Jones-Barrett earned her doctorate in higher education last spring after submitting her dissertation titled “Cite a sista: How Black Women at Ivy League Graduate Schools of Education Make Thriving Meaningful.” »

In this scholarly work, she ironically stole an entire section on “ethical considerations” from one of her classmates at Northeastern.

Emmitt Wyche III, who in 2020 submitted the dissertation: “Boyz in the Hoods: (Re) Defining the Narratives of Black Male Doctoral Degrees,” had paragraphs of his dissertation allegedly removed by Jones-Barrett, who used his words without any sort of citation in his bibliography.

More than 10 pages of noted and uncited content appeared in the DEI deans’ theses, along with a large handful of paragraphs and sentences scattered throughout their pages, according to the complaint.

The charges against Anderson and Jones-Barrett come about six months after now-deposed Harvard University President Claudine Gay was accused of plagiarizing part of her academic work.

Sibarium points out that after Gay’s ouster, Jones-Barrett and Anderson are the latest additions to a growing list of names of DEI officers at universities across the country who have been accused of plagiarism and other forms of academic dishonesty.

Almost no institutions in which the accused academics work and practice have announced disciplinary measures against the alleged cheaters.

But some schools, including MIT, appear to be abandoning their quasi-religious commitment to DEI principles.

Earlier this month, MIT announced that it would no longer request diversity statements from faculty applicants.

The elite math and science-focused institution also led the charge to reinstate mandatory submission of standardized test scores by applicants.

Tracie Jones-Barrett allegedly plagiarized her own Northeastern University classmate, Emmitt Wyche III, who in 2020 submitted the thesis: “Boyz in the Hoods: (Re) Defining the Narratives of Black Male Doctoral Degree”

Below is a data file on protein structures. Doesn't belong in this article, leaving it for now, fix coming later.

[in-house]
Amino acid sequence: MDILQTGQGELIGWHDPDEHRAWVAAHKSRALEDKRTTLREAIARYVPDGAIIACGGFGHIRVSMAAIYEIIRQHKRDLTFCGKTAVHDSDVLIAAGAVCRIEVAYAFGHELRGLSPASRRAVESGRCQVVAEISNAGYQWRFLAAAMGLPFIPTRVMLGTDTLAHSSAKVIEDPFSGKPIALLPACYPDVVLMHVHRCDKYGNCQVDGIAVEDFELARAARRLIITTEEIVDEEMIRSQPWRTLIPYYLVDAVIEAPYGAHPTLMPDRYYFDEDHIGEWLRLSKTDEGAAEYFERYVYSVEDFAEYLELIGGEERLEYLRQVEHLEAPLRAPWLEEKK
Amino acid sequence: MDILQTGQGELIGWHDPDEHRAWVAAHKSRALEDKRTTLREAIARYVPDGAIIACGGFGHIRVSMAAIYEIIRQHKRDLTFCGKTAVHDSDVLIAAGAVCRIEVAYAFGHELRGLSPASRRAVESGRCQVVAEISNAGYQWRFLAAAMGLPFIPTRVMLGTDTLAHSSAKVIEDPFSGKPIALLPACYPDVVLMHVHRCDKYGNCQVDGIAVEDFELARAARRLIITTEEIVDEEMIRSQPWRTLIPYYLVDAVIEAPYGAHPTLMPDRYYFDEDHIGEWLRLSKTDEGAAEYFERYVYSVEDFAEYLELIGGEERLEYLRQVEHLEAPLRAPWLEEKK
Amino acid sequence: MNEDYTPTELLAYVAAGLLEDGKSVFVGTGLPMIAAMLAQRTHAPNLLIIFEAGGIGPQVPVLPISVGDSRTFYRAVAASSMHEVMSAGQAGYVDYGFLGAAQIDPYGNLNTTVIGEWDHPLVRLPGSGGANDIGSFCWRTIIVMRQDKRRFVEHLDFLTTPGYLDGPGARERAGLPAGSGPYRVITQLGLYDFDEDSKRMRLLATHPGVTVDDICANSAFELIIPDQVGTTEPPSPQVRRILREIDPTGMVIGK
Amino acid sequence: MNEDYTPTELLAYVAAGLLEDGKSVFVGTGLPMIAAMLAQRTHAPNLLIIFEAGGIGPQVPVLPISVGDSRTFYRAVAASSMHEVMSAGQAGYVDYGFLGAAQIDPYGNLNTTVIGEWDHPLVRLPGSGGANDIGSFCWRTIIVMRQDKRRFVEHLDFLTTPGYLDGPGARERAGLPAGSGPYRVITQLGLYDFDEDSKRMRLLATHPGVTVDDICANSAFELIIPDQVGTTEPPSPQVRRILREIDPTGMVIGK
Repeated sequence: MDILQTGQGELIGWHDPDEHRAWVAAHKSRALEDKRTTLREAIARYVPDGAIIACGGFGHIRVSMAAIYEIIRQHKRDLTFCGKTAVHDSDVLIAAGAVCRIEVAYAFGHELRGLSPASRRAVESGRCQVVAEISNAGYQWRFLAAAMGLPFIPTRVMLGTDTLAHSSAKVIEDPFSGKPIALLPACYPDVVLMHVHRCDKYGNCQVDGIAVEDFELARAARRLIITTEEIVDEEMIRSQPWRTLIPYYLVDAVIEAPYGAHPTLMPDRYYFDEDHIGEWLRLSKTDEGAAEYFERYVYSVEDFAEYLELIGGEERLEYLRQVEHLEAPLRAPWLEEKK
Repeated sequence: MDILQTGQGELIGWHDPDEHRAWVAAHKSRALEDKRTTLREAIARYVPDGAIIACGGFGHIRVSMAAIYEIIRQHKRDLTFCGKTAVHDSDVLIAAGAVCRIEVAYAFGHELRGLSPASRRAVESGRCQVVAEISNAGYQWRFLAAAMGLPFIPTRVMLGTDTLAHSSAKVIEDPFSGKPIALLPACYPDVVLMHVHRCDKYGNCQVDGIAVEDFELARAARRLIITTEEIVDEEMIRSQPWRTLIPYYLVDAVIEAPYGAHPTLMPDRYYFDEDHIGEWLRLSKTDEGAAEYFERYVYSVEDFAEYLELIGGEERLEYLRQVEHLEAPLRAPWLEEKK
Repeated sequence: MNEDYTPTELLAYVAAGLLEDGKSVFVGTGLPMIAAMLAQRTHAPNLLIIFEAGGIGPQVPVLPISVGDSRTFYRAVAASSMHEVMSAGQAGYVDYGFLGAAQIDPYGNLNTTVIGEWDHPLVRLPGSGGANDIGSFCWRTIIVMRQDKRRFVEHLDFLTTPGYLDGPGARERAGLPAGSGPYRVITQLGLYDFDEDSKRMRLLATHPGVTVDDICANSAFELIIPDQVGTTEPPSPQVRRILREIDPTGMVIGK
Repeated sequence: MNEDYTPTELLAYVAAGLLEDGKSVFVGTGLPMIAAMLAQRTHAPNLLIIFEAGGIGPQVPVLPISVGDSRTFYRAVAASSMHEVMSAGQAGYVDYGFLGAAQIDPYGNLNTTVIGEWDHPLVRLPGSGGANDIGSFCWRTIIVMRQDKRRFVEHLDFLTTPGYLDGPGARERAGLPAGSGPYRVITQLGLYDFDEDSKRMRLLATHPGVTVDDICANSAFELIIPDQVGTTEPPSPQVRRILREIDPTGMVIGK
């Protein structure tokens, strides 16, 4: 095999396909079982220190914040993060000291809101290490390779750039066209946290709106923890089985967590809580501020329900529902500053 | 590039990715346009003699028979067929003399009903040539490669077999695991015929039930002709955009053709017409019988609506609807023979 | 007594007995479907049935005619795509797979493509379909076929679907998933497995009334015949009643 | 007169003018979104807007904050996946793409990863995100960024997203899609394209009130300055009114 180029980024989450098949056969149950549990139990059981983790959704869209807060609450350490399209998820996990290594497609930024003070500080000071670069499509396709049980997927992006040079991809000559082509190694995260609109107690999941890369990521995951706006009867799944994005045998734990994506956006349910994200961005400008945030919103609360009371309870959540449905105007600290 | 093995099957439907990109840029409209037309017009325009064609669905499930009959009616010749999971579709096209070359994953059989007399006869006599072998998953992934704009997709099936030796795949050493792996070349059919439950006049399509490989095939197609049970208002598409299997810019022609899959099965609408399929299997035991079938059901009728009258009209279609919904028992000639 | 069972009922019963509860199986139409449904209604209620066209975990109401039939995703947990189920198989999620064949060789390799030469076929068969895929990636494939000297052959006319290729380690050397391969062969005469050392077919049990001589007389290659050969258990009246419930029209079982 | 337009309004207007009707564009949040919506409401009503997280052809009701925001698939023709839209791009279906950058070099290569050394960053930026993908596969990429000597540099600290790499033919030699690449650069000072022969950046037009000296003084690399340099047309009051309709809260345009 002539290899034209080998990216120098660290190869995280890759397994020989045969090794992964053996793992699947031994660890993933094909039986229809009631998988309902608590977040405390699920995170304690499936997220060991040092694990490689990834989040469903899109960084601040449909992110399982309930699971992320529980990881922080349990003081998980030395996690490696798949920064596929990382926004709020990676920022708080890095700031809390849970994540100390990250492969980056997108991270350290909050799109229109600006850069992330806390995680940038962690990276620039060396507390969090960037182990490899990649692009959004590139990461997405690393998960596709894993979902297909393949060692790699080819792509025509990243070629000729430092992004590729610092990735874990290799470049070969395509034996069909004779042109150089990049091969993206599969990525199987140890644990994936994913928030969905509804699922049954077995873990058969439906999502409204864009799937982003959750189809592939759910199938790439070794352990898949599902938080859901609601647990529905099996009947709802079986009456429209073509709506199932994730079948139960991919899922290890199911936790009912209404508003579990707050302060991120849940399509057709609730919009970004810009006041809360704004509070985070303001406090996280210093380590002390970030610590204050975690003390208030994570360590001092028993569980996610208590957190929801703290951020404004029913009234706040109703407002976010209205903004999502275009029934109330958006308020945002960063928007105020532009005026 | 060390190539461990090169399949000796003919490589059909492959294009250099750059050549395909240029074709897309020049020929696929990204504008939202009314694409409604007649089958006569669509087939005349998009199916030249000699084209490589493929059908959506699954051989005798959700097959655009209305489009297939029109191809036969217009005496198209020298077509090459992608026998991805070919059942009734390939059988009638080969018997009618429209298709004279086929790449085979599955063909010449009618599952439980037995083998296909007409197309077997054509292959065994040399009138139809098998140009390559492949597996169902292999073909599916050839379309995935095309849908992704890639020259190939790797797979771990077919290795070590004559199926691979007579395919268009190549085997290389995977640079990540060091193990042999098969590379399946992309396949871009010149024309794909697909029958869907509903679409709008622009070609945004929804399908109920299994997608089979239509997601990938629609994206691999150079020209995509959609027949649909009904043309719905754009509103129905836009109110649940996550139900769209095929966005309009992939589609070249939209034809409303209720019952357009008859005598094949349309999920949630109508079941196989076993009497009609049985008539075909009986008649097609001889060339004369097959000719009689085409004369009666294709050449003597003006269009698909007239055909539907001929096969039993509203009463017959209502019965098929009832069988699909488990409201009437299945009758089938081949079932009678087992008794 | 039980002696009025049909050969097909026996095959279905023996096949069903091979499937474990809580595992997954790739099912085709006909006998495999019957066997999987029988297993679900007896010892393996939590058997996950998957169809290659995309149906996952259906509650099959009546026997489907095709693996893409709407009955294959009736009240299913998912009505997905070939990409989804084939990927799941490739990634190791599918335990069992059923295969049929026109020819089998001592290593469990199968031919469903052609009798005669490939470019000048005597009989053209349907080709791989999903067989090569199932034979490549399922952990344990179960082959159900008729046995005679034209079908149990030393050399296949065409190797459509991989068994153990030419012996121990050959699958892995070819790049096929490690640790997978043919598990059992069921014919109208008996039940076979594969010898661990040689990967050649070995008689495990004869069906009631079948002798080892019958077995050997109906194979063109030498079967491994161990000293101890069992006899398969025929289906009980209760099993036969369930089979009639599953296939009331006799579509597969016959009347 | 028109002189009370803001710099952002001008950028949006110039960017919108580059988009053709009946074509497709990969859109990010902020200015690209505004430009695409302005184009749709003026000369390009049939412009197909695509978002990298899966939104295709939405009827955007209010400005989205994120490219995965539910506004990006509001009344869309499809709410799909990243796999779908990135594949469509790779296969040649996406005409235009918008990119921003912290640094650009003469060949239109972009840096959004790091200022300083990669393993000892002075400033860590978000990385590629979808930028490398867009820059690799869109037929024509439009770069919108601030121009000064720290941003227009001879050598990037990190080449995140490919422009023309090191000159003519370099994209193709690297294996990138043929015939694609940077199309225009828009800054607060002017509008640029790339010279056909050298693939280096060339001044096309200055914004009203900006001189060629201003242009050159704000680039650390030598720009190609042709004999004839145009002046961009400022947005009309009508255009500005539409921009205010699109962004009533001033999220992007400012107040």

Tracie Jones-Barrett allegedly plagiarized her own Northeastern University classmate, Emmitt Wyche III, who in 2020 submitted the thesis: “Boyz in the Hoods: (Re) Defining the Narratives of Black Male Doctoral Degree”

Jones-Barrett earned her doctorate in higher education last spring after submitting her dissertation titled

Jones-Barrett earned her doctorate in higher education last spring after submitting her dissertation titled “Cite a sista: How Black Women at Ivy League Graduate Schools Make Thriving Meaningful.”

Scott Fitzsimmons, another Northeast graduate student, also appears to have been a victim of Jones-Barrett's alleged academic dishonesty.  A basic outline of the chapter would have been taken from his work and inserted directly into JB's without citation.

Scott Fitzsimmons, another Northeast graduate student, also appears to have been a victim of Jones-Barrett’s alleged academic dishonesty. A basic outline of the chapter would have been taken from his work and inserted directly into JB’s without citation.

While Anderson, who also runs her own “science-based” DEI consulting organization, no longer works for MIT, Jones-Barrett currently serves as the institute’s deputy community and equity manager. school.

Last week, MIT announced that “diversity statement requests will no longer be part of applications for faculty positions at MIT,” noting that the decision was made by President Sally Kornbluth, with the support of the deans academics, as well as the provost and chancellor.

“My goals are to harness the full breadth of human talent, to bring the best to MIT and to ensure that they thrive once here,” Kornbluth said.

“There are many ways we can create an inclusive environment, but forced statements infringe on free speech and don’t work. »